Okay, round two. Again, not necessarily the "best" or "favorite" - the guy/gal who makes you want to be better, or even just pick up your axe and play.
For me, among my favorites are guys like John Entwistle, Geddy Lee, even Gene Simmons (the early years, when he at least pretended he was a musician).
But the guys who really inspire me?
Michael Manring. I found him through his association with Michael Hedges, but he clearly shines on his own. There's a song he does called "Snakes Got Legs" - live, he plays it with loopers. There's a video of him playing it where he's switching basses while the loops are going and he just stops and shakes his head. Technically, I don't think I've ever seen a better example of economy of motion.
And then there's this...
The other guy is Bryan Beller - solo artist, also works with Mike Keneally, the Aristocrats, Dethklok, Steve Vai and too many others. Like Keneally, he's a guy I wish I'd known about when I was much younger because, aside from the insane ability to play ANYTHING and make it look effortless, he's working a career model that I'd have never thought of. Then again, if I'd known about him when I was 16, I wouldn't have learned anything from him because he was 8!
That's Bryan w/my Gene Simmons bass (and Hans, if you want to break out the Kiss tunes at the 40th bash, this will come with me!). To give you an idea how good he is, when he got the gig to play with Dethklok (the most brutal metal band on the planet), he had to come up with a new technique because he doesn't play with a pick. It's really something to watch.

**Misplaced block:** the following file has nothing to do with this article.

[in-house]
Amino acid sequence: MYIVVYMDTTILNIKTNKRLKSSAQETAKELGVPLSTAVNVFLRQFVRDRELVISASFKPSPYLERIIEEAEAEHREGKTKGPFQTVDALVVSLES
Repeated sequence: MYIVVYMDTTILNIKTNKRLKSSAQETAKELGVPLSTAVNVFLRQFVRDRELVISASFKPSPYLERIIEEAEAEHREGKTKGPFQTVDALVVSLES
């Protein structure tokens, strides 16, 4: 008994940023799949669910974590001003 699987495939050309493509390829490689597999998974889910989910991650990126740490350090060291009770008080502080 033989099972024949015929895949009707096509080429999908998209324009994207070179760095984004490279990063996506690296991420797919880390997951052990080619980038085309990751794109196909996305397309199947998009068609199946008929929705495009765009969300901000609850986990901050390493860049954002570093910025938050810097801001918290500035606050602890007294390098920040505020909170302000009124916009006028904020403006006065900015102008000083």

I've been lucky enough to get to know both of these guys a bit, in person and through e-mail, and they are two of the most genuine people you can meet. I've been stunned that they both remembered me at times when I would have never thought they would.
To give you an idea how cool...the first time I met Manring was at a festival in Kent, OH. My buddy and I were taking several Hedges boots to him (this was about 7-8 months after Hedges died). We met him backstage, gave him the tapes and chatted a while (met Arlo Guthrie, too - pretty cool). Later, we ran into Manring again at a merch table and were chatting, and this girl came up and joined the conversation. She looked at him and said, "Wait a second - you're the guy who was playing bass before!" Michael said he was, and she said, "You're pretty good - you should stick with it." Even after she left, he was still gracious about it (even though we teased him about it every time we saw him for the next few years).